(AP Photo/Wally Santana)
10. Typhoon Matmo, in Taiwan, China and the Philippines (7/22-7/24)
Economic Losses: $570 Million-plus
(AP Photo/Andy Wong)
9. Flooding in China (8/22-8/28)
Economic Losses: $700 Million-plus
(AP Photo/Kin Cheung)
8. Flooding in China (7/13-7/18)
Economic Losses: $1.25 billion-plus
7. Drought in China (6/20-7/31)
Economic Losses: $1.4 Billion-plus
(AP Photo/Noah Berger)
6. Earthquake in California (8/24)
Economic Losses: $2.0 Billion-plus
(AP Photo/Carlos Osorio)
5. Flooding in the Midwest, Northeast and Mid-Atlantic U.S. (8/11-8/13)
Economic Losses: $2.0 Billion-plus
(AP Photo/Victor R. Caivano)
4. Hurricane Odile (9/10-9/17)
Economic Losses: $ Billions (closest assessment available)
(AP Photo/Andy Wong)
3. Earthquake in China (8/3)
Economic Losses: $6.3 Billion-plus
(AP Photo/Bullit Marquez)
2. Super Typhoon Rammasun, in the Philippines, China & Vietnam (7/15-7/20)
Economic Losses: $6.5 billion
(AP Photo/Mansoor Abbas)
1. Flooding in India and Pakistan (9/2-9/15)
Economic Losses: More than $18 Billion (*highest to date in 2014)
Courtesy of FEMA.gov
Photo taken by Edward Fincke, Expedition 9 Crew, International Space Station, NASA
Ten years ago “Ivan the Terrible,” as the deadly hurricane was dubbed, ripped across the Gulf Coast as the strongest storm of the 2004 season. Ten years later, Hurricane Ivan serves as a reminder that the time to prepare for the next hurricane is now.
Ivan is remembered for its storm surge, extensive rains, and 117 tornadoes that caused coastal and inland flooding and tornado damage across much of the southeastern United States. Strong winds spread well inland—damaging homes, and downing trees and power lines. Ten states from Louisiana to New York received federal disaster declarations, including five in the southeast.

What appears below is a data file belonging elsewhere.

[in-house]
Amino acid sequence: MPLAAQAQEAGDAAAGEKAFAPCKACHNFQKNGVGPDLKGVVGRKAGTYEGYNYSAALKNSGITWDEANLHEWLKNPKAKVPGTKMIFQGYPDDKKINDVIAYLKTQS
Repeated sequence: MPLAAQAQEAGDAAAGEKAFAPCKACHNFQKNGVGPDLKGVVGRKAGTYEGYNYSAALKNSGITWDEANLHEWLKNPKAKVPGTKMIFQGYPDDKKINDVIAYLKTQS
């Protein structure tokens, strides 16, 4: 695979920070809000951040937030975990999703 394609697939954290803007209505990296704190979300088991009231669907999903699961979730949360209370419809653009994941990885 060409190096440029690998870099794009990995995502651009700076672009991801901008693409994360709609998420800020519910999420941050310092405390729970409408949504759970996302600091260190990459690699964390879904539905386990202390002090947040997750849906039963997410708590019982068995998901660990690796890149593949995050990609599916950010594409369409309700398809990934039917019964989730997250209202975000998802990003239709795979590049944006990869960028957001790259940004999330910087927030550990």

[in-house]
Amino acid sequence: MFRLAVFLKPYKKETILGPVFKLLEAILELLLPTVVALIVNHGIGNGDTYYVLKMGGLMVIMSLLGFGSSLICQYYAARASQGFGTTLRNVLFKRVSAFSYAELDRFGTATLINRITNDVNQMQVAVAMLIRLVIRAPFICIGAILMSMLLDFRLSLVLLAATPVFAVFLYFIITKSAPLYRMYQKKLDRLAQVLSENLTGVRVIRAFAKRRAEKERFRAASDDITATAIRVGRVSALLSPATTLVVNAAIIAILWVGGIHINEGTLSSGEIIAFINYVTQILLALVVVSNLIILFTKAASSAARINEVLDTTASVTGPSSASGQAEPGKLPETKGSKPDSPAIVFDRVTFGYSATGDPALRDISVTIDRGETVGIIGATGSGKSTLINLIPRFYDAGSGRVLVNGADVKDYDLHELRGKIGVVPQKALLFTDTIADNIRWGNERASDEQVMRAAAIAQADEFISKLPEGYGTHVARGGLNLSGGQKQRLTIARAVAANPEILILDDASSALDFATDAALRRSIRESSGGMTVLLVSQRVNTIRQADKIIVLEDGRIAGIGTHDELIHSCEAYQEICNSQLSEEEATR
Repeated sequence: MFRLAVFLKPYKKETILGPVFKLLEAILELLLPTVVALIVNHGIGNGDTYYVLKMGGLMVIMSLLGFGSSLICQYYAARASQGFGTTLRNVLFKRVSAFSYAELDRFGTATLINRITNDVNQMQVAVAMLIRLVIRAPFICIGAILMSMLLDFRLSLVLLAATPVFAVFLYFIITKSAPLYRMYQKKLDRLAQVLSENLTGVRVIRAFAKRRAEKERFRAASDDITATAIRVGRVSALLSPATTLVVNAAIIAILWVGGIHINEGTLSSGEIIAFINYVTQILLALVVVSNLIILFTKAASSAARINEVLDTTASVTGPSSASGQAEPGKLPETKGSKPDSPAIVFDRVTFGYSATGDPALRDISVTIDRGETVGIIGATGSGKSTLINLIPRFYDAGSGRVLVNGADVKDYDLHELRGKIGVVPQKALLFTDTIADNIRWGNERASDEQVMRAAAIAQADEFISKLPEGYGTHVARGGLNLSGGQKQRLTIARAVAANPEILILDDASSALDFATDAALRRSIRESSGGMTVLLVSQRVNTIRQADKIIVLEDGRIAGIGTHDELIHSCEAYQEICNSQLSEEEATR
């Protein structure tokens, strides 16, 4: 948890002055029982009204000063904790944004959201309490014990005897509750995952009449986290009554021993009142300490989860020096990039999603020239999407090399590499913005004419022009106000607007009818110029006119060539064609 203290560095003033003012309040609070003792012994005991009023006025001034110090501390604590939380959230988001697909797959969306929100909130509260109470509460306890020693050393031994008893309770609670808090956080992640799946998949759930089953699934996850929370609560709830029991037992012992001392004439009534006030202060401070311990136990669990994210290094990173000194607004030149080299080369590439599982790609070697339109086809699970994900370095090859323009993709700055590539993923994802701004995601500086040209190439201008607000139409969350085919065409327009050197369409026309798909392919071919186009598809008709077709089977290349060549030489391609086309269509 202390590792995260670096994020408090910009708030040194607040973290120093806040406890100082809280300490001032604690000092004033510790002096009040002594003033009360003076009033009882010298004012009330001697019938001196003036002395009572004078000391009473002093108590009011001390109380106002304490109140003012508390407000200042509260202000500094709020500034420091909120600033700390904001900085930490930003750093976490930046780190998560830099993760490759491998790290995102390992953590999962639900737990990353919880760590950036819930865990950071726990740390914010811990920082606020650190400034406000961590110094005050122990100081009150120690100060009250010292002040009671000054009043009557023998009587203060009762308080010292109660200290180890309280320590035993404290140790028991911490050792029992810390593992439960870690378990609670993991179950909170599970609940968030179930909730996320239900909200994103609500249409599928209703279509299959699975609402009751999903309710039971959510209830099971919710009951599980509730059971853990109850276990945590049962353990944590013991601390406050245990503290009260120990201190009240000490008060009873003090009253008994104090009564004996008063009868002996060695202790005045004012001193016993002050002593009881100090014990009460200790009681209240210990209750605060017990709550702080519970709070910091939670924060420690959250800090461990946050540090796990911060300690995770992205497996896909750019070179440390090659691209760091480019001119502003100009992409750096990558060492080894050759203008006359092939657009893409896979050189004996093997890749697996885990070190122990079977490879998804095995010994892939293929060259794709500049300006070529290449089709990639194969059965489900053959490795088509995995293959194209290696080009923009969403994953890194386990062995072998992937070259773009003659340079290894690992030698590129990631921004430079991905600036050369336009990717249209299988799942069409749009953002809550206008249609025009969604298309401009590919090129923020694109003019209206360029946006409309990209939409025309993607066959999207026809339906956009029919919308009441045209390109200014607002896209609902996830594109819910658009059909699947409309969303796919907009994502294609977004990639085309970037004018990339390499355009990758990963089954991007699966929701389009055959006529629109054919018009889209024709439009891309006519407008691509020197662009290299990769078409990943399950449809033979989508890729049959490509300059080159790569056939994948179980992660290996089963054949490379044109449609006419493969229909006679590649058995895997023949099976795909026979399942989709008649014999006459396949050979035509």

Ivan made its first U.S. landfall on September 16, as a strong Category 3 hurricane, just west of Gulf Shores, Alabama, with its strongest winds occurring near the Alabama-Florida panhandle border. Wind and high surf caused extensive damage to Innerarity Point and Orange Beach, Alabama. In Florida, storm surge took out portions of the Interstate 10 bridge system in Pensacola Bay and Perdido Key was significantly damaged. Thousands of homes in Baldwin County (Alabama) and Escambia, and Santa Rosa Counties in Florida were damaged or destroyed. In Escambia County alone debris piles were more than three-quarters of a mile long and 70 feet high. In all, Ivan was the most destructive hurricane to affect this area in more than 100 years.
“Hurricane Ivan serves as a reminder, especially during National Preparedness Month, that we all need to be ready for disasters and emergencies,” said FEMA Region IV Acting Regional Administrator Andrew Velasquez III. “September is also the height of hurricane season, so preparing now is even more critical for families and businesses in the Southeast.”
Be Disaster Aware, Take Action to Prepare